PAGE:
I have to admit that it was far less of a disaster than we thought it might be. Yes, there were many long phone calls, changing of the goal posts and annoying glitches to be handled but they were handled without any catastrophic meltdowns. Just. HMRC’s phones must have needed replacing by the end of last year the amount they were being used. And you would have thought the holding music could have been a little more engaging given the audience numbers it was getting.
That aside though we do seem to have a more effective, more informative and modern PAYE system in place with RTI. HMRC on the other hand still succeed in baffling us with errors. As an article by accounting web reports – 400,000 organisations earlier this month received late filling alerts in error: Full article. HMRC promptly gave out the advice to ignore those messages.
Their reason, straight from the director general for personal tax, was that though they had decided not to send out the messages – they had not got to the system quickly enough to stop them. I can just imagine a HMRC employee dashing across the room and diving for the ESC button on a computer only to realise the 400,000 emails had sadly made their way to their destinations. Really! They couldn’t stop the system in time? None of their around 80,000 strong team could stop the system to save their company another wave of embarrassment. Oh dear!
On a more positive note because of the teething problems HMRC have decided to push the penalties back. The automatic penalties for late filing will be pushed back until October 2014 and the automatic payments for late payment until April 2015. So we can breathe a sigh of relief on that front. Ruth Owen came up with some impressive statistics to show that RTI is working – for example – 99% of employer records are being reported in real time and 70% feel that RTI is actually easier than the old system.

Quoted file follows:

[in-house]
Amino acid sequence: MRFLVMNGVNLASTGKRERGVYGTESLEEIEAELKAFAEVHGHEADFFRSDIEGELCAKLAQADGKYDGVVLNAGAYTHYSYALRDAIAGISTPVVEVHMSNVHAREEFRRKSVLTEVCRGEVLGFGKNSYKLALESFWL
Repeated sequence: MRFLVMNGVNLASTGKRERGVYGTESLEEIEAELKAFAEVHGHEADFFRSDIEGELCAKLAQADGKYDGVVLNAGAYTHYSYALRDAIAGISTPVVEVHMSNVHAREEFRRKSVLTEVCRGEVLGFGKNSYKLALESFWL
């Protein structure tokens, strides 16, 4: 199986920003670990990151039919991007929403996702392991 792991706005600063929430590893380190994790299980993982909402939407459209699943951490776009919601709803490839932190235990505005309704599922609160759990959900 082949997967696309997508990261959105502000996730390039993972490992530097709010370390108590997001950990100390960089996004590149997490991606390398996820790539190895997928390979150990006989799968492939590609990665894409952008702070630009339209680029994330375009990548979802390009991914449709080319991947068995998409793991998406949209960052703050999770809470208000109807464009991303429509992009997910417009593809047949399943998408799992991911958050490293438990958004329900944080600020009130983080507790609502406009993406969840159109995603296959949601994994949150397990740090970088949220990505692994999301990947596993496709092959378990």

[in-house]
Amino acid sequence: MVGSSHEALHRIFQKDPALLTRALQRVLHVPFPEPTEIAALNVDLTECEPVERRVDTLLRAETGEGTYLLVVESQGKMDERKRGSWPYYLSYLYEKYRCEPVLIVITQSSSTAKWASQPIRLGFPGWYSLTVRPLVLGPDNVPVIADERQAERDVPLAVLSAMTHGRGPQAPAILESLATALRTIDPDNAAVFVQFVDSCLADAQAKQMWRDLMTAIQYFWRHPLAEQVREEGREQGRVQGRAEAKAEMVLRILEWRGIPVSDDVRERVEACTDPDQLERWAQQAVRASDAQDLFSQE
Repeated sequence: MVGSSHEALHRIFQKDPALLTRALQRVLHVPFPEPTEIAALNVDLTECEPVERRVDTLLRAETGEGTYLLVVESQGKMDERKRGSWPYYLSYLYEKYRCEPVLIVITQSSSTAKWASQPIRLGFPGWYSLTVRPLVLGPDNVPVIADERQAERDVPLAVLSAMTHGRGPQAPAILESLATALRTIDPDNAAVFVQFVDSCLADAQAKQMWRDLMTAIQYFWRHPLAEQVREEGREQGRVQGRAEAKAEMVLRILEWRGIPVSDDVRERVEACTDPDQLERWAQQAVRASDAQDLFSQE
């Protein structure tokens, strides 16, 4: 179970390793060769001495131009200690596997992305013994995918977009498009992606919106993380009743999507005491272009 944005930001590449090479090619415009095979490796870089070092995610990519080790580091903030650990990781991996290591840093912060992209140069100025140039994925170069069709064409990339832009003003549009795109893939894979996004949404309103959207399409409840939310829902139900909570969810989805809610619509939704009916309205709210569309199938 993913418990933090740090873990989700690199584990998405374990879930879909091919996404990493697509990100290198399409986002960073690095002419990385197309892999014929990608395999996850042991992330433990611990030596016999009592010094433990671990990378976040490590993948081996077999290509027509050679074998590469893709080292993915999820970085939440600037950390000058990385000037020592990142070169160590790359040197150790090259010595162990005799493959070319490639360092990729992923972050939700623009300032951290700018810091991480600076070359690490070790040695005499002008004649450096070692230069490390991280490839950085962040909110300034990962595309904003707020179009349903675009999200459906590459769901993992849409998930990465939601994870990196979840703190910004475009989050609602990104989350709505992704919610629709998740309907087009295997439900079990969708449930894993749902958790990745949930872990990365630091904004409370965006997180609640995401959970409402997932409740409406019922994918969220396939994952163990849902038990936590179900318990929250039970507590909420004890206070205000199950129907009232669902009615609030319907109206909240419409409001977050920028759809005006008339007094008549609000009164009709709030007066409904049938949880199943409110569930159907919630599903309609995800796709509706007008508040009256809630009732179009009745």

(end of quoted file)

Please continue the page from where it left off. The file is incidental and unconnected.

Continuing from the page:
She also tackled the key issues of duplicate records, disputed charges, business tax dashboard mismatches and generic network system messages head on. They are aware of them and they are working on them, particularly on the software that needs to detect duplicate reports and deliver messages to the right people. But, with the amount of errors employers have had to contend with Owen wasn’t really left with any place to hide – she had to respond with a proactive defence and she did.
The year end is looming and ultimately we want to believe that the system will be up to scratch but deep down we suspect otherwise. There will be more teething problems and more mistakes made but HMRC took a bold step to update a system that needed to reflect contemporary employment patterns. I think it has done that and we are hopefully nearing the end of the bedding in period. Owen addressed concerns and finished with an odd thing – an apology. She said:
‘If you try and sort out your payroll at the end of the pay period and if it’s not working for you or when you log in to your dashboard and you’re not recognising the figures HMRC is paying back to you, it must feel very frustrating and I am sorry to anyone experiencing difficulties’. (accounting web: Full Article)
Yes we will remain cautious and a little anxious but if they are prepared to apologise for mistakes made then maybe, just maybe there is still a human element to HMRC. So for that alone I stand by RTI and hope we are over the worse of it.